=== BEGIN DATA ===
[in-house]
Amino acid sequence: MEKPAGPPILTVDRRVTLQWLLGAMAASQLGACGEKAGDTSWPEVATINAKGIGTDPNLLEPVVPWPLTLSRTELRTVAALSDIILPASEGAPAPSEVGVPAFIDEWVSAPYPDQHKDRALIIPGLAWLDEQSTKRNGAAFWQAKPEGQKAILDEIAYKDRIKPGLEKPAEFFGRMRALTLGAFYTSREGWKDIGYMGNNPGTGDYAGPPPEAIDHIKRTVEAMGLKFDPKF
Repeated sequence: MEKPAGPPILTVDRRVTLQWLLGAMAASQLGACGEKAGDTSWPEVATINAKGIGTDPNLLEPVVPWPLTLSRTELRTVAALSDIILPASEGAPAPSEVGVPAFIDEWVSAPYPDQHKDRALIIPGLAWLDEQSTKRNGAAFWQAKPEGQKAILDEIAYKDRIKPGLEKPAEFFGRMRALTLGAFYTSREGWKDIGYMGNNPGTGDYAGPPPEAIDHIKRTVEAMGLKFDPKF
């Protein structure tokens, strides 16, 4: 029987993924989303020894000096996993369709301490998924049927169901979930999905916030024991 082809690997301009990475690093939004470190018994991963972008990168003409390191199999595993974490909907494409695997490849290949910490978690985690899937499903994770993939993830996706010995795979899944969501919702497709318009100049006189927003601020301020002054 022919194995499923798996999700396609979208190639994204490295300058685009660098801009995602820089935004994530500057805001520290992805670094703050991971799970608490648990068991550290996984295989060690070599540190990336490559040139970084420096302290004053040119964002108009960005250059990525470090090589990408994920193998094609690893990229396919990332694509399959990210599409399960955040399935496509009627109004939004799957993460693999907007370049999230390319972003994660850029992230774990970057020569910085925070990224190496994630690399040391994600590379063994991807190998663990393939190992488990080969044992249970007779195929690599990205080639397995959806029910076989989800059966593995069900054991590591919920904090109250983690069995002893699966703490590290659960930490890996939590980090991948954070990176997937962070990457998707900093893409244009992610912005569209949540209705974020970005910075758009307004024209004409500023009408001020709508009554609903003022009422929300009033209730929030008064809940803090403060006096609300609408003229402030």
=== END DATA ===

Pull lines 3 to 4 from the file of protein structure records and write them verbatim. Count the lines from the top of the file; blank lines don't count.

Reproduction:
Repeated sequence: MEKPAGPPILTVDRRVTLQWLLGAMAASQLGACGEKAGDTSWPEVATINAKGIGTDPNLLEPVVPWPLTLSRTELRTVAALSDIILPASEGAPAPSEVGVPAFIDEWVSAPYPDQHKDRALIIPGLAWLDEQSTKRNGAAFWQAKPEGQKAILDEIAYKDRIKPGLEKPAEFFGRMRALTLGAFYTSREGWKDIGYMGNNPGTGDYAGPPPEAIDHIKRTVEAMGLKFDPKF
């Protein structure tokens, strides 16, 4: 029987993924989303020894000096996993369709301490998924049927169901979930999905916030024991 082809690997301009990475690093939004470190018994991963972008990168003409390191199999595993974490909907494409695997490849290949910490978690985690899937499903994770993939993830996706010995795979899944969501919702497709318009100049006189927003601020301020002054 022919194995499923798996999700396609979208190639994204490295300058685009660098801009995602820089935004994530500057805001520290992805670094703050991971799970608490648990068991550290996984295989060690070599540190990336490559040139970084420096302290004053040119964002108009960005250059990525470090090589990408994920193998094609690893990229396919990332694509399959990210599409399960955040399935496509009627109004939004799957993460693999907007370049999230390319972003994660850029992230774990970057020569910085925070990224190496994630690399040391994600590379063994991807190998663990393939190992488990080969044992249970007779195929690599990205080639397995959806029910076989989800059966593995069900054991590591919920904090109250983690069995002893699966703490590290659960930490890996939590980090991948954070990176997937962070990457998707900093893409244009992610912005569209949540209705974020970005910075758009307004024209004409500023009408001020709508009554609903003022009422929300009033209730929030008064809940803090403060006096609300609408003229402030």